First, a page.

The Bank of England secretly warned the High Court in a private letter this year to prepare for a deluge of insurance cases aimed at resolving Brexit-related concerns.
The Bank did not disclose the letter’s existence until yesterday, as it was worried that making it public earlier might have triggered panic among policyholders.
The September letter was disclosed in the minutes to the financial policy committee’s November’s meeting. At issue are cross-border insurance contracts that will no longer be binding when Britain withdraws from the European Union.
Without a legal remedy, European insurers will no longer be able to collect premiums or pay out on claims in the UK, and vice versa. At the moment, so-called passporting rules mean that policies are respected across EU borders.
About six million UK policyholders with £20 billion of insurance coverage are affected, and 30 million EU policyholders with £40 billion of coverage. In the financial markets, £26 trillion of derivatives contracts also could be hit without new legal drafting.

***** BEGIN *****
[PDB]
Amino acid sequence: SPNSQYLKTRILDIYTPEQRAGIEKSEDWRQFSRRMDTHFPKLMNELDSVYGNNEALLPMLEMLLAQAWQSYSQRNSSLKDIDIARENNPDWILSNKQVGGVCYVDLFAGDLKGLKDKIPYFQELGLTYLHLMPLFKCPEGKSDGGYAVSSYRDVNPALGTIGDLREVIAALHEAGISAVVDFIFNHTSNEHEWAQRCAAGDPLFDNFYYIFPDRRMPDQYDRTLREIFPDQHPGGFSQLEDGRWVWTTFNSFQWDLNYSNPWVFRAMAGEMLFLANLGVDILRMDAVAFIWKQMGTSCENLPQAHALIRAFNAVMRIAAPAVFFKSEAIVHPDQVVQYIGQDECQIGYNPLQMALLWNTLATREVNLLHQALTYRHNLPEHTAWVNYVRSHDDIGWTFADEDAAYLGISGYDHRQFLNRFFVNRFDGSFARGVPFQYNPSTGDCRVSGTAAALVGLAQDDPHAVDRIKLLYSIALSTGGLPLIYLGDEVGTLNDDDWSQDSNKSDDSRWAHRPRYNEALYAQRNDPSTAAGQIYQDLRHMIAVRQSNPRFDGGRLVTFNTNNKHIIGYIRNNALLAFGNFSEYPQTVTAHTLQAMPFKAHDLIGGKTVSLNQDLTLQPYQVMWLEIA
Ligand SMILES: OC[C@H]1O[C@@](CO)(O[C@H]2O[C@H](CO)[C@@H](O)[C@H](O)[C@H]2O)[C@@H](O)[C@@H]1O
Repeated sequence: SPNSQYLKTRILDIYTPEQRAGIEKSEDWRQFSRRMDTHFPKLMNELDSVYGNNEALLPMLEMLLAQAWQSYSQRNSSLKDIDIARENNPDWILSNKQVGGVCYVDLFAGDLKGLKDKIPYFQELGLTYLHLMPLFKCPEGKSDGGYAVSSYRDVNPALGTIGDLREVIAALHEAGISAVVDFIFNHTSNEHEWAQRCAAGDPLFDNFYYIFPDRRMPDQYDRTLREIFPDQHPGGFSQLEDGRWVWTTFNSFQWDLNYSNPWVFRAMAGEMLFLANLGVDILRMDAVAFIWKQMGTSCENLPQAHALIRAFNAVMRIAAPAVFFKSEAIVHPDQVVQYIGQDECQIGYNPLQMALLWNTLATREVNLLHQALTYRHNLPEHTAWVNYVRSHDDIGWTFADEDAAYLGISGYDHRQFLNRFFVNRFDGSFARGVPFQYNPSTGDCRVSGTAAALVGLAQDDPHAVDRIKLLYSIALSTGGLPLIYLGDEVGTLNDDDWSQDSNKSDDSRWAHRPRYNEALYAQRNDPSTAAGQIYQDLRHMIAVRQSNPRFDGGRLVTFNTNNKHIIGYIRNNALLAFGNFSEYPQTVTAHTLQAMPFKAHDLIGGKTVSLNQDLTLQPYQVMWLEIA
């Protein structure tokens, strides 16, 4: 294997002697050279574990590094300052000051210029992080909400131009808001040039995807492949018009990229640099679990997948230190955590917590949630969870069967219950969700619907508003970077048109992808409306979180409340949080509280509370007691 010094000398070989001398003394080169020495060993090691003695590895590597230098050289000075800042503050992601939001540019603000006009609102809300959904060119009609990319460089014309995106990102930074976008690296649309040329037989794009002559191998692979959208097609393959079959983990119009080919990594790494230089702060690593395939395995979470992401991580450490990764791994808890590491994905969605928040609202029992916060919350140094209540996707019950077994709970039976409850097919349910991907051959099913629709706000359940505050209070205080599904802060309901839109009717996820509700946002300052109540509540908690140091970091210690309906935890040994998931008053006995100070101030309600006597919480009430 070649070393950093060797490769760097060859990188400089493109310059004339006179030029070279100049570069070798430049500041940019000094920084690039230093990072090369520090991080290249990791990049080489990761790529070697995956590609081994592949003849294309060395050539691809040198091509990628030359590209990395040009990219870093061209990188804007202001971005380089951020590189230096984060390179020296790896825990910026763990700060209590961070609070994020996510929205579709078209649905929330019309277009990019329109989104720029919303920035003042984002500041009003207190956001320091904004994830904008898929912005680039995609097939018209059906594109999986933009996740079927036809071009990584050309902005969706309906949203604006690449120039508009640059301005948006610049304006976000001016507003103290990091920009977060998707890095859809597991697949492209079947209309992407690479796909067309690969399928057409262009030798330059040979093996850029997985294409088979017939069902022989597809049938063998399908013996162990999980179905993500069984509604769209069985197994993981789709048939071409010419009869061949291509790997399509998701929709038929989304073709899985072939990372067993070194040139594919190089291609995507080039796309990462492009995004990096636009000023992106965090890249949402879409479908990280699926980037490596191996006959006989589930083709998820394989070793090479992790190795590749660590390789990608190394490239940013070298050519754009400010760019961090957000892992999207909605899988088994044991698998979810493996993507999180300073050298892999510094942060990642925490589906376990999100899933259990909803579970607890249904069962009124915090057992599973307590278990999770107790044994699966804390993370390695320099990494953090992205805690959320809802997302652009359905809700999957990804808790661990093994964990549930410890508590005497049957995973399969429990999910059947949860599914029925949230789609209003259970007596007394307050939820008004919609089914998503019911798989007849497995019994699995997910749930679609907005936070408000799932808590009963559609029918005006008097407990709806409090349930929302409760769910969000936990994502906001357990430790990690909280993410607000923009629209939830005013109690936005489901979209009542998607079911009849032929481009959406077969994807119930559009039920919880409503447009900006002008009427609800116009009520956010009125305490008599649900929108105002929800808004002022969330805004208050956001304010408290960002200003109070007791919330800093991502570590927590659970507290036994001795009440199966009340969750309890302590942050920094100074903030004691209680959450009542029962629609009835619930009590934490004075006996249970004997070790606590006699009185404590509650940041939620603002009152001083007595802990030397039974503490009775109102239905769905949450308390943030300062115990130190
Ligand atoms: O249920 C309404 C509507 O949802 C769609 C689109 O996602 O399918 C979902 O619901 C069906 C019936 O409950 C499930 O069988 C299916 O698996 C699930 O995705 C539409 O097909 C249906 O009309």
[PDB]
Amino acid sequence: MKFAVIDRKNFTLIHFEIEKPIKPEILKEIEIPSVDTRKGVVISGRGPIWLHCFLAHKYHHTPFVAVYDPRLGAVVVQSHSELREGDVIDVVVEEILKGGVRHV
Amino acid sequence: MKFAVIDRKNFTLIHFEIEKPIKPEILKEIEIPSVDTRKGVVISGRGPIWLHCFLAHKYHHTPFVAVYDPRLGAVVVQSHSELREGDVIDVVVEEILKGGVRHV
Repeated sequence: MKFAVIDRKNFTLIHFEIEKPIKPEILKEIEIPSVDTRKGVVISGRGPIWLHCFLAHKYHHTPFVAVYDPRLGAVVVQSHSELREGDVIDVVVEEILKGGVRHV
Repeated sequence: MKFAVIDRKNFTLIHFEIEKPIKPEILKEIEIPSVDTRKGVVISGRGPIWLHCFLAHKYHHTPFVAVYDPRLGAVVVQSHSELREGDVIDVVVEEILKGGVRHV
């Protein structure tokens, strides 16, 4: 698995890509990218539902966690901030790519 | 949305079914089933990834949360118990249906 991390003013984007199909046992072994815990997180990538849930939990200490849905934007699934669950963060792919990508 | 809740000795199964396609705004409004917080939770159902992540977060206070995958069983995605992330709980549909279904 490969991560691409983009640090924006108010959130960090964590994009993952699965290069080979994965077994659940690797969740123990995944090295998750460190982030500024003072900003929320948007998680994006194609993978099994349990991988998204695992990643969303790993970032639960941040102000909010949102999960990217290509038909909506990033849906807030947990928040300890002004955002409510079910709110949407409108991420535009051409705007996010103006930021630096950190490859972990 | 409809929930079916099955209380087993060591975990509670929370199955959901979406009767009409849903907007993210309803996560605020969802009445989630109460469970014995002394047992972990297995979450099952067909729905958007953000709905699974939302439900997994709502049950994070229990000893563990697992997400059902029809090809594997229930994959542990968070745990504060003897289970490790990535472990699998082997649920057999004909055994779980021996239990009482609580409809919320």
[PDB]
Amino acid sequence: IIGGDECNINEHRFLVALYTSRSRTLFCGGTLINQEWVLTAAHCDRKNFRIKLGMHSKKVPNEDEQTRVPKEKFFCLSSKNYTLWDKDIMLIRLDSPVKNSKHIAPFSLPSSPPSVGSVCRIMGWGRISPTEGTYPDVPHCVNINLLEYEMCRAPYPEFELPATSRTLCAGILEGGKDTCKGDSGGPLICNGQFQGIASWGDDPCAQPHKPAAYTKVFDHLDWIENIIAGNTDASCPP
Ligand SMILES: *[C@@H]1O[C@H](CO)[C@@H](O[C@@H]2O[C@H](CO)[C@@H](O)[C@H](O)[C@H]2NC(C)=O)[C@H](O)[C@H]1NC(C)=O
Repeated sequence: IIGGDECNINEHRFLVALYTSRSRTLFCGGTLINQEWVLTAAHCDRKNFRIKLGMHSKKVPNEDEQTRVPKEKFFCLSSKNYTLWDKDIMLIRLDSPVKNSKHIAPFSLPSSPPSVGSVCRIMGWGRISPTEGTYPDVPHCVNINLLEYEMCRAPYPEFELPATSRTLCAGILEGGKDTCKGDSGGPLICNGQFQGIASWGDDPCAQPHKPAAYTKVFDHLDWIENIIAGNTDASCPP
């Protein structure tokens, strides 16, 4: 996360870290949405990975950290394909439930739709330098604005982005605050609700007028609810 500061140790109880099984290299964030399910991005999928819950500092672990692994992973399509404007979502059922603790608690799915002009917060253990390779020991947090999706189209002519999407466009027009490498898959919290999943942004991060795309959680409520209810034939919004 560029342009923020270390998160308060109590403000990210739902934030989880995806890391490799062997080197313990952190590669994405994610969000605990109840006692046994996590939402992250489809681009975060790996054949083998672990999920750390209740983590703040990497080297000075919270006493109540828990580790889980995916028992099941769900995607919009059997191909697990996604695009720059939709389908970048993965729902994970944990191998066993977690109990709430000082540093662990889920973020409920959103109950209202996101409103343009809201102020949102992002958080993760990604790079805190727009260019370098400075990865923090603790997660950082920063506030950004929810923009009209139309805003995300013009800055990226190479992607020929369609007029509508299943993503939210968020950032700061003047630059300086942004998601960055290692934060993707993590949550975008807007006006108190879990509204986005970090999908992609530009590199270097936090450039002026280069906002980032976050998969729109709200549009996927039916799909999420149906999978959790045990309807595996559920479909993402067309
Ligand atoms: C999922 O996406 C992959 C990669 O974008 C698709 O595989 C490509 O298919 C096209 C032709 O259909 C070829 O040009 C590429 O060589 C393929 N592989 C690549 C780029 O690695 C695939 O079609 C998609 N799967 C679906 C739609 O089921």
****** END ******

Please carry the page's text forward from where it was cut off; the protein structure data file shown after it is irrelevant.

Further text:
The Bank decided to contact the High Court because it had been told that companies “were planning either to secure new authorisations for existing entities or transfer contracts to a new entity with the correct permissions”. Both processes relied on a 12 to 18-month procedure and the Bank estimated that the courts would be inundated with “three to five times” the normal volume of applications. “There was a risk that transfers would not be completed in time,” the FPC minutes said.
The Bank wrote to the court “to alert it to the potential for increased applications”. It raised its concerns with the Treasury and started work on “options to protect UK policyholders”.
Since September, the Bank has been reassured by actions taken. The Treasury has developed options “to preserve the continuity of insurance contracts”, it said. As a result the risk of policyholder panic “had reduced”.
Separately, the FPC considered forcing banks to hold more capital to protect against Brexit fallout and may yet follow up with the requirement. Last month, UK lenders were told to find an extra £6 billion to guard against possible losses and the FPC considered asking them to raise another £6 billion.